If you like what you read to be dispassionate with an emphasis on facts, even if the facts aren’t always quite right, then this book is fine.  If you think that the writing of another adolescent girl is too deep to be true then you might find Florence’s banal entries more realistic.  If you hoped to get any insight into

  • society in Manhattan during the socialist movements that preceded World War II or
  • the second generation immigrant experience during the depression or
  • sexual identity in one post-Jazz age flapper girl’s life
you won’t find any of that here.  This book isn’t about insight or emotion or anything but just the facts and the fact is the story is boring.  And repetitive.  By the time I had read for the fourth time that Rebecca Woflson, Florence's mother, owned a shop called Rebecca Wolfson's Gowns on Madison Avenue, I was prepared to throw the book across the room.  Luckily, it was a library book so I treated it with more respect than its redundancy deserved.

Monday, February 08, 2010

Les Liaisons Dangereuses by Chodelos de Laclos

Les Liaisons Dangereuses by Chodelos de Laclos is the novel that inspired many film versions starring everyone from Glenn Close to Annette Benning to Sarah Michelle Geller.  The novel tells the salacious story of French aristocrats who seduce and manipulate others for their own amusement.  This epistolary novel is divided into four parts and the first two parts soar with sharp wit, the humor of which I never saw evidenced in any of the films.  In fact, the wicked humor of the novel had obviously been dropped altogether when being translated to film. 

Then comes the third part.  All pretense of delightful humor begins to fade in the face of what is actually happening, especially to the young Cécile.  Her seduction on film is watered down completely and the event in the novel is far more distressing.  By part four, the novel’s judgment on the evil machinations of the two aristocrats come to light and their inevitable fall offers all the satisfaction one finds in any self-righteous conclusion.  The women, of course, suffer the most for the wrongs they have done while at least two of the men not only pass through the fire unscathed but actually reinstated to full social status.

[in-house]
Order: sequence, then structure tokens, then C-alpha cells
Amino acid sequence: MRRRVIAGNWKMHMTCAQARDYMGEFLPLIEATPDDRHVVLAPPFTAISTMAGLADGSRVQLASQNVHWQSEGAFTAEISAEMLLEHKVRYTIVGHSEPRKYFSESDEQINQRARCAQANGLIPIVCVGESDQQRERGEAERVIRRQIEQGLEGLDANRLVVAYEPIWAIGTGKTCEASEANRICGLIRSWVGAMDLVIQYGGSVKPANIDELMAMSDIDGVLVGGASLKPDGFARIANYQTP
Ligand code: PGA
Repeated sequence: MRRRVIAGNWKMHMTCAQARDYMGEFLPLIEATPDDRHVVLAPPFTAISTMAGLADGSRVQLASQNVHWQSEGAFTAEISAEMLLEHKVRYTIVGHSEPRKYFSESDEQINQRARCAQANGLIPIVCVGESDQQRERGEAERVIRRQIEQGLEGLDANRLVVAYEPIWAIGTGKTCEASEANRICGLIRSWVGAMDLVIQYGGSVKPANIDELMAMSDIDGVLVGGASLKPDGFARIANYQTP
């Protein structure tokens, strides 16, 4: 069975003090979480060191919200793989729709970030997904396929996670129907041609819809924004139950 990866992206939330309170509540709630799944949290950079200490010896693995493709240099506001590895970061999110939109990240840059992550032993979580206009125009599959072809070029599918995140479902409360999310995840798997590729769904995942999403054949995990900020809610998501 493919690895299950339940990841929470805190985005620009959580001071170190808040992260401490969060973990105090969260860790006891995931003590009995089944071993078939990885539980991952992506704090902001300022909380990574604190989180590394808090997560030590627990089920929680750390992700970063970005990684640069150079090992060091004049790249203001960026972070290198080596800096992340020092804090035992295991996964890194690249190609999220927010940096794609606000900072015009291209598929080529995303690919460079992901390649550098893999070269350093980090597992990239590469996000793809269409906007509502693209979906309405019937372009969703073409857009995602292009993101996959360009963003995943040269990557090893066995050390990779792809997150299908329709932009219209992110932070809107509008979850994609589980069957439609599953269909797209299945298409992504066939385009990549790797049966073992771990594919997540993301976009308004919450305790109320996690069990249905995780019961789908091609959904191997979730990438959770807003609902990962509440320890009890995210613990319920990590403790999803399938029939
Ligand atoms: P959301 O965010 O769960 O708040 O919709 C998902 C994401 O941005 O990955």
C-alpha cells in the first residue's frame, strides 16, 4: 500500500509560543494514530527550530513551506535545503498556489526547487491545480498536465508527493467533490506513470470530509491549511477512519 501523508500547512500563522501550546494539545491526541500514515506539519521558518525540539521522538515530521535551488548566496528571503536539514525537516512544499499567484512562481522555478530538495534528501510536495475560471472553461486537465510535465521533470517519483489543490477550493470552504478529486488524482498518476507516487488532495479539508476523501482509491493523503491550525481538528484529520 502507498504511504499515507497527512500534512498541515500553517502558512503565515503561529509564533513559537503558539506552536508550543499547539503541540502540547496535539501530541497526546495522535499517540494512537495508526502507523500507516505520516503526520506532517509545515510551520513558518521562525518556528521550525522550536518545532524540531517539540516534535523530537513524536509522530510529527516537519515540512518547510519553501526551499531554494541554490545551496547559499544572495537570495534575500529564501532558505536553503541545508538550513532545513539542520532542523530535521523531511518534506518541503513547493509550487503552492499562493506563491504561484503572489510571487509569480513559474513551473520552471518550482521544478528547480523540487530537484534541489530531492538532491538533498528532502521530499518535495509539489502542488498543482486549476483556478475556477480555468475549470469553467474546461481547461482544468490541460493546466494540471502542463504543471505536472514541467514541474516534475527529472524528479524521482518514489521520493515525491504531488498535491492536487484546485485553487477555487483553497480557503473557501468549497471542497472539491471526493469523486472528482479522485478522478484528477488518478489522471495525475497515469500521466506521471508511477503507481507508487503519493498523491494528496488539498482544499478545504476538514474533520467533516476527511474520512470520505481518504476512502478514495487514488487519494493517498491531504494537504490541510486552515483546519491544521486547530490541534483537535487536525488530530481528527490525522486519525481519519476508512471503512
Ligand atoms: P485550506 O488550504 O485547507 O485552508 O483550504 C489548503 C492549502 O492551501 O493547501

I suppose I expected no less, given the era in which the novel was published.  Still, how surprising and delightful it might have been had this novel been written at a time when such punishment did not have to be meted out and the biting humor of the first half could have been retained from beginning to end.  In that respect, at least one of the movies actually does a better job of things one could have hoped.

Sunday, February 07, 2010

The Shifting Line by Chelsea Rathburn

The Shifting Line by Chelsea Rathburn is a lovely and elegant poetry collection in which the intimate is made universal and the profound personal.  Rathburn creates neo-formalist poetry which is remarkable for its ability to use end rhyme patterns without falling into a sing-song rhythm.  The poems read with the natural flow of a casual conversation.  In the hands of a less ambitious poet, a free verse poem would read with the same ease, possibly using internal rhymes, but would never rise to the purity of Rathburn’s commitment to her chosen form. 

Although some poems fall flat for me, the ones that sparkle brightest are the ones that seem to be the most personal, that resonate for me the way that Linda Pastan’s poetry does.  Over all, I enjoyed the collection and I honestly suspect that when I revisit it, as a surely shall because I am making it a part of my permanent library, the pieces that didn’t click for me this time will take on a new and surprising luster next time.  With good poetry, this is often how these things work.

Unused Lines

While words we pamper and protect
march off in search of meager fame,
these lines like bastard kids collect,
skulking through our notes in shame,

the discards of our intellect,
false starts, limp rhymes, feet bruised and lame,
condemned to suffer in neglect,
half-breeds that we refuse to name

for fear they’ll prove that we suspect:
the damned and saved are much the same.